At the base of Turkey’s northwestern mountains there’s a graveyard for Disney castles…
At least, that’s what it brings to mind.
You might recognise the ghost town of Burj Al Babas from the many headlines it generated a couple of years ago.
Burj Al Babas was pitched by the developer as a spa resort, with 732 villas inspired by the Châteaux of the France Loire Valley.
But as you can see, its execution didn’t quiet live up to its promise. Today, it sits unfinished and abandoned…the $200 million punchline of countless online articles.
The ghost town has even become a bizarre attraction for adventurous tourists.
What strikes me about the story of Burj Al Babas is that it was entirely predictable.
You just needed to look at the developer behind it…
The Sarot Group raised a number of red flags from the beginning. They had no track record to show they could deliver such a project, having mostly worked on water and drainage projects. They had no experience in the region. Nor did they have experience within the market they hoped to sell to.
Underfunded and underprepared, they were the definition of fly-by-night developers, hoping to fluff their way to riches during a construction boom.
A real estate deal is only ever as good as the developers and the circumstances behind it.
That’s why my team and I put so much time and effort into assessing the viability and track record of each developer we work with.
For every new deal I bring to Real Estate Trend Alert, there are hundreds more that never made it beyond the due diligence phase. It’s an expensive and time-consuming process, but it’s a necessary one. And, ultimately, our efforts are rewarded in the incredible gains we lock in from securing the right deal, with the right developer, at the right price.
For instance, on Panama’s Riviera Pacifica, RETA members are already sitting on paper gain of $100,000. We worked with a developer with a proven track record of delivering ambitious, high-end projects and it paid off. In 2017 RETA members could buy from $199,000 in The Palms at Playa Caracol and by August 2019 a similar condo farther from the beach listed for $299,000.
Or take a project in Tulum, on the Riviera Maya. RETA members could get in on the Tao Tulum for prices starting from $154,500 in October 2017. I bought along with members and sold my condo last year for $225,000. Last I checked, the premium units in Tao Tulum members could lock down listed for well over $200,000 more than our RETA-only pricing.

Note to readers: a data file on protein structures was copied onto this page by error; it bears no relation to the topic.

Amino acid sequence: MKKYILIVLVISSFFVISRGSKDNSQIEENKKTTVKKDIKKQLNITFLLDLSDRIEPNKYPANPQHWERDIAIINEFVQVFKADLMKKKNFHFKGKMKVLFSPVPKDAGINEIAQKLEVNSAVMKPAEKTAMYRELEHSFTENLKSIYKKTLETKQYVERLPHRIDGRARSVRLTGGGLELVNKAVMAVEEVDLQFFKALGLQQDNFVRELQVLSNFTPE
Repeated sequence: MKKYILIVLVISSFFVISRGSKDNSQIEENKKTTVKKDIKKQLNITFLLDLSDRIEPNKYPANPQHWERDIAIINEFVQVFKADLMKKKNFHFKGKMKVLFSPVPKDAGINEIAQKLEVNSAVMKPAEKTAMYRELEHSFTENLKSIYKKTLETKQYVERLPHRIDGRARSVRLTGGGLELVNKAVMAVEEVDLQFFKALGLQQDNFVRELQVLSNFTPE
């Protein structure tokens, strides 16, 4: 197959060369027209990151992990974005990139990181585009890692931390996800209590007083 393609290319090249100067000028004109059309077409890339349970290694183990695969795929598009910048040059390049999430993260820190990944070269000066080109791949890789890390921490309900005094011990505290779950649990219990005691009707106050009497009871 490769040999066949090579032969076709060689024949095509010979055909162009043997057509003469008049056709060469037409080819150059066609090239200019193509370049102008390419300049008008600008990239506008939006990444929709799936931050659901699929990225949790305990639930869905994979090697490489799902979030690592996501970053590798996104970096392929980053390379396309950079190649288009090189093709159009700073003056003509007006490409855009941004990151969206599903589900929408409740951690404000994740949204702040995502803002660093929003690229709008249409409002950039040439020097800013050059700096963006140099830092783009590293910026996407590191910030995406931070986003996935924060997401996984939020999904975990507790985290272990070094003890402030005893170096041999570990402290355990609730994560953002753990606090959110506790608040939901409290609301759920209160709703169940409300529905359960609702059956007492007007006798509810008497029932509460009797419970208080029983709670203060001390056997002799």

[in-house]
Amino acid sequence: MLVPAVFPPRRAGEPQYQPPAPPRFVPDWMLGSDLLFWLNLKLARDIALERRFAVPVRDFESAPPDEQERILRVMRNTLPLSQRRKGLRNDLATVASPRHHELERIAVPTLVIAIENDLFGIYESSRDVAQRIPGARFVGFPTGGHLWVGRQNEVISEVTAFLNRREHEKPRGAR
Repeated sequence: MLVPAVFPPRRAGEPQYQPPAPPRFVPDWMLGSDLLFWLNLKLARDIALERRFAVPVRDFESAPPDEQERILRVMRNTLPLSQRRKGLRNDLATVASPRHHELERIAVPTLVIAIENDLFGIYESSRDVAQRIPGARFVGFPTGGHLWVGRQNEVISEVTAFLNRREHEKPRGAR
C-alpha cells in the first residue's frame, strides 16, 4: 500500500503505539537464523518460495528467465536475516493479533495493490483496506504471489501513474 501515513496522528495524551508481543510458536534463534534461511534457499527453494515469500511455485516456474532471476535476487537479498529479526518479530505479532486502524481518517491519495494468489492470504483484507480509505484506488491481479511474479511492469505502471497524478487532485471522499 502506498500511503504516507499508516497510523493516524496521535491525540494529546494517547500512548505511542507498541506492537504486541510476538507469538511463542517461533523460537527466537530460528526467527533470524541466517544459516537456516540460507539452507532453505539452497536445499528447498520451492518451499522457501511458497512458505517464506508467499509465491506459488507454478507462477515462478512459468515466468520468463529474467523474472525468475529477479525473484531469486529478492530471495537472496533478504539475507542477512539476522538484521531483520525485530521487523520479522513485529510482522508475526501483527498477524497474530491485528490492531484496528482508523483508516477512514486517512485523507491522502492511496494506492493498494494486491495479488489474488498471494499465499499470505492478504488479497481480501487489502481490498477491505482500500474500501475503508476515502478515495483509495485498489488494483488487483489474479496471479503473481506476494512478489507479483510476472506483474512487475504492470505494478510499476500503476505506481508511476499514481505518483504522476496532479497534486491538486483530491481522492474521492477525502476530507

On my last visit to Tulum I went to see the community for myself and it was shaping into something very special…
Like I say, a deal is only ever as good as the developers behind it…
Today, my senior researcher, Margaret Summerfield explains why assessing the developer is the most important step in any real estate play. She explains what you should look out for and how you can protect yourself.
The Stranger Brings Trouble
By Margaret Summerfield
“The stranger brings trouble.”
The supermarket near where I stayed in Cannes had a resident Cassandra.
She was out (whatever the weather) in shorts and tennis shoes, watching people hurry past on their quest for groceries. She passed judgement on some, asked for change from others, chatted with some of the regulars.
I’m not sure how she could tell just by looking that I was a stranger…or why I would be bringing trouble.
Although, when I told my husband, he laughed and said she was spot on.
On that particular occasion, I wasn’t bringing trouble at all. I was just picking up some groceries. For my entire month in Cannes, on France’s iconic Riviera, I felt like a poor relative…the one that can’t afford the Lamborghini, the superyacht, and the top-to-toe Dior outfit. I enjoyed my time there, but I know deep down that I’m just not chic enough to live in Cannes full time.
Cassandra did have a point, though. Strangers often do bring trouble. Especially in the world of real estate.
In a stable and established real estate market, there’s typically a handful of players at the top. Real estate agents that give stellar service and work hard to keep clients happy. Real estate developers that have many years and a strong track record behind them. In both cases, it’s pushed them to the top of the tree.
When a real estate market starts to soar, however, things go topsy turvy.
As prices rocket, it attracts the attention not just of locals but of foreigners, too. Some are buyers. But others are what I call wannabe agents and developers looking to make a fast buck.